STOP AAPI reported 673 incidents related to coronavirus discrimination against Asian Americans the week of March 19, 2020 to March 25, 2020. The report also said that Asian Americans of different ethnicities are racially profiled, with 61 percent of incidents reported by non-Chinese people.
The report also noted that all U.S. states had at least one reported incident with the most cases in California and New York.
Since then there have been 1,497 reported incidents related to coronavirus discrimination against Asian Americans. Types of discrimination include being barred from establishments and transportation, being coughed or spat on, online comments, physical assault, shunning, verbal harassment, and workplace discrimination.
Cynthia Choi, co-executive director of CAA said, “Our task ahead of us is to provide resources and information for impacted communities. We also need to mobilize community groups and to demand greater accountability from government agencies and leaders to address anti-Asian racism. In times of crisis and longer term, we need to work alongside other communities that are targeted to get at the underlying causes of hate.”
WHO requested in a Tweet early on in March that names such as the “Wuhan Virus, “Chinese Virus”, and “Asian Virus” be avoided.
“When talking about #COVID19, certain words & language may have a negative meaning for people and fuel stigmatizing attitudes. These words & language can perpetuate negative stereotypes or assumptions, strengthen false associations between #COVID19 & other factors, create widespread fear, or dehumanise those who have the disease.” the WHO Tweet added.
During a daily press briefing on March 18, 2020, when asked about his use of the term “Chinese Virus”, President Trump said that he did not think it was racist at all.
“It comes from China, that’s why.” Trump said.
According to a poll by the Center for Public Integrity and research company Ipsos, 32 percent of people witnessed someone blaming Asian people for the coronavirus pandemic. Additionally, 24 percent of people said they would be concerned about coming in close contact with someone of Asian ethnicity in public.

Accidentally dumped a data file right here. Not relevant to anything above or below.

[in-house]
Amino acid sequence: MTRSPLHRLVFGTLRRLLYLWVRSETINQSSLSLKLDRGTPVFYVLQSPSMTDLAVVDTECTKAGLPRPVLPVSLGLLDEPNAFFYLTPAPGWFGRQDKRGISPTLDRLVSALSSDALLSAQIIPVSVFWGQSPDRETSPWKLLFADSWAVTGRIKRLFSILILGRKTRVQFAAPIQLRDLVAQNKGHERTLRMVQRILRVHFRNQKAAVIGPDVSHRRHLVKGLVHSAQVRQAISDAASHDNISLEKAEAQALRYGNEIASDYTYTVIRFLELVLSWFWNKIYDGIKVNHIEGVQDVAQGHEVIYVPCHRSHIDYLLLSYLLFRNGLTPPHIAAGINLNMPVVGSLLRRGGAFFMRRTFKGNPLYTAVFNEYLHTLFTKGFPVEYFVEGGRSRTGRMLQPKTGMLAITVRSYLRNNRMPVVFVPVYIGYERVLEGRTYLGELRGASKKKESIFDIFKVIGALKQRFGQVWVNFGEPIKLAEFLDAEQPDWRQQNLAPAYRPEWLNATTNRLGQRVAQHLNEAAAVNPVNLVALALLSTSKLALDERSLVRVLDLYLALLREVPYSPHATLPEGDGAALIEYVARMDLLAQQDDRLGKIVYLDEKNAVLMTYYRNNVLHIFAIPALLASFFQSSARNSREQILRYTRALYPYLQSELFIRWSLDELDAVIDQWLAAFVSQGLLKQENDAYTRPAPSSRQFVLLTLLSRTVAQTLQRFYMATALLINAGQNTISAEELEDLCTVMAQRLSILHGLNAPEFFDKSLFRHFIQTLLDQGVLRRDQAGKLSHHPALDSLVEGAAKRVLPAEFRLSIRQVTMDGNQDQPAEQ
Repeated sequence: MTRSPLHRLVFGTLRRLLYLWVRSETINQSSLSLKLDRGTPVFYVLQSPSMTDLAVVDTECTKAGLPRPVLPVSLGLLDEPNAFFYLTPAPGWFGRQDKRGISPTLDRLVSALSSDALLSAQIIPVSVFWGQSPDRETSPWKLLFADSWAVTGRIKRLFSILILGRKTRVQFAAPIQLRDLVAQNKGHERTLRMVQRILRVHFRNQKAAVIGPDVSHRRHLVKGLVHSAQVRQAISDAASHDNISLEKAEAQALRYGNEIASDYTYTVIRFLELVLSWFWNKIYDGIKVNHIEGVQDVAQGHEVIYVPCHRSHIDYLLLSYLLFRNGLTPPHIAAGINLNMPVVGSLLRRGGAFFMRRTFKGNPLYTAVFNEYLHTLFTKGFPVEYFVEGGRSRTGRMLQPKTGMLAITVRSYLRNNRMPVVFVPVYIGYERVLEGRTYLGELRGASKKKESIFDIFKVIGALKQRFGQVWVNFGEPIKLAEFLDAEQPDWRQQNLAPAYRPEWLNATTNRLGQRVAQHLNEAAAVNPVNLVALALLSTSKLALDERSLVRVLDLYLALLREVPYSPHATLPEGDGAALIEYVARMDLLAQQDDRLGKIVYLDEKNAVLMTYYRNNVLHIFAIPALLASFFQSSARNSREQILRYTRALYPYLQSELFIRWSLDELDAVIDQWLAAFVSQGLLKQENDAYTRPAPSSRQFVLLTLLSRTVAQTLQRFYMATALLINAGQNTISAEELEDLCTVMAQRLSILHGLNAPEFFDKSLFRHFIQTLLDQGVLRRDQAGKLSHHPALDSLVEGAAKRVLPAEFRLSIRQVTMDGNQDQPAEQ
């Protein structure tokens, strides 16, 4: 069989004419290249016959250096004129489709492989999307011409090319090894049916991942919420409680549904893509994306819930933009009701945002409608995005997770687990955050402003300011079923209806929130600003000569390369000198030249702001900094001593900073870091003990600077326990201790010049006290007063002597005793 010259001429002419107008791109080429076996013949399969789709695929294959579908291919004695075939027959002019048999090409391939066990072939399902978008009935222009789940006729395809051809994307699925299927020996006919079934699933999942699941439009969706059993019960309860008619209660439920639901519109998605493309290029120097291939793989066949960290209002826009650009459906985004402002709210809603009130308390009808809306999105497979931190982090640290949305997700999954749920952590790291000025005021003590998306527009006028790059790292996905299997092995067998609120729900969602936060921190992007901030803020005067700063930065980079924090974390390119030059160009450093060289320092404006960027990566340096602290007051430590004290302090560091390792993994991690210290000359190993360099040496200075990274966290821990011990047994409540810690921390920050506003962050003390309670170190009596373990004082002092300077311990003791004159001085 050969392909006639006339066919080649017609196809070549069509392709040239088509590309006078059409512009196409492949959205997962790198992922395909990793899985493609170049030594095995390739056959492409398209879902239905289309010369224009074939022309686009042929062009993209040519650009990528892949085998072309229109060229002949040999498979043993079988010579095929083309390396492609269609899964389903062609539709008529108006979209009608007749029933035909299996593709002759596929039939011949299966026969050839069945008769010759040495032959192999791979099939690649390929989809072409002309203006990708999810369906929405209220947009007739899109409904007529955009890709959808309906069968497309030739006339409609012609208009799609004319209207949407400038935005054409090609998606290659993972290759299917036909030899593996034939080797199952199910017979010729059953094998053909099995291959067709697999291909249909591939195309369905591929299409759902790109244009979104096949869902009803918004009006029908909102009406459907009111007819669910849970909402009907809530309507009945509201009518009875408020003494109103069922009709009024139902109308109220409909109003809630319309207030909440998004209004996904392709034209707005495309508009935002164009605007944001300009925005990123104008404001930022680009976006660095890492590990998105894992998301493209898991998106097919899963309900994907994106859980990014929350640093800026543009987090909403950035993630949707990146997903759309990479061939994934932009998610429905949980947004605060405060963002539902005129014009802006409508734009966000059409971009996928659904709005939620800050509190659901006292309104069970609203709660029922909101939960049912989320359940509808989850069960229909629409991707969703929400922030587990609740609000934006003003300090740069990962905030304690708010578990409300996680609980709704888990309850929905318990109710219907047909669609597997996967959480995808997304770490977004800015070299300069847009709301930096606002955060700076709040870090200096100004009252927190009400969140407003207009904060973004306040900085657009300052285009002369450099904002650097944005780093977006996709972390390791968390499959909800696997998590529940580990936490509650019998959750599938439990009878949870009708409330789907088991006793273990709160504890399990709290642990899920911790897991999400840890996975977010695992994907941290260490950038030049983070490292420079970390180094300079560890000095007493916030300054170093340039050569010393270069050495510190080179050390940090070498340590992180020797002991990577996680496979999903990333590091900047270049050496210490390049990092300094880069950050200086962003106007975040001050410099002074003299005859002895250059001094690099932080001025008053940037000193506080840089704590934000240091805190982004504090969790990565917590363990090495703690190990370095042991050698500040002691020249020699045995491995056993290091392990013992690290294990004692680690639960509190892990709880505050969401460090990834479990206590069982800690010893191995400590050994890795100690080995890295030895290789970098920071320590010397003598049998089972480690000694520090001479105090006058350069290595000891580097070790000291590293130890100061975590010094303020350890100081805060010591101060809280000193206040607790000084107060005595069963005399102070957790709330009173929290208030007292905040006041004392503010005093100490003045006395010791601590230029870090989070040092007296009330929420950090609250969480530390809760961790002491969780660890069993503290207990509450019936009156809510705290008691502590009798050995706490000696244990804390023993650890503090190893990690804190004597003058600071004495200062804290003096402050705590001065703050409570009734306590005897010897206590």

Three days ago marked the beginning of Asian American and Pacific Islander Heritage month. The Smithsonian Asian Pacific American Center announced that this year the month of May will be dedicated to fighting against xenophobia toward Asian Americans.
Many other organizations, including Teaching Tolerance, have advocated for Asian Americans. This organization released an article on how to respond to coronavirus racism, acknowledging that COVID-19 is not related to ethnicity and “the truth is that racist and xenophobic words have real-world effects.”
A year after the United States halted businesses, schools and everyday life due to COVID-19, anti-Asian sentiment continued to grow. On March 16, 2021 a shooting spree occurred in the Atlanta metropolitan area, where Asian women were targeted. Six of the eight people killed were women of Asian descent. Police departments in several American cities have increased patrols amid a rise in hate crimes targeting Asian people. Nearly 3,800 hate incidents targeting Asian-Americans have been reported nationwide since March of 2020 according to Stop AAPI Hate.
A week later, on March 23, 2021 a vigil was held at the UCF Reflecting Pond in Orlando, Florida to honor all anti-Asian hate victims, including the people in Atlanta who were killed on March 16, 2021. The event was organized by the UCF Social Justice and Advocacy Department, UCF Student Government, UCF Asian Pacific American Coalition, and Orlando community activists.
People came to support the AAPI community during this time and to acknowledge the racism and xenophobia of Asians in the United States since its beginning. The event included speakers who voiced their experience as Asian Americans and a lantern ceremony at dusk.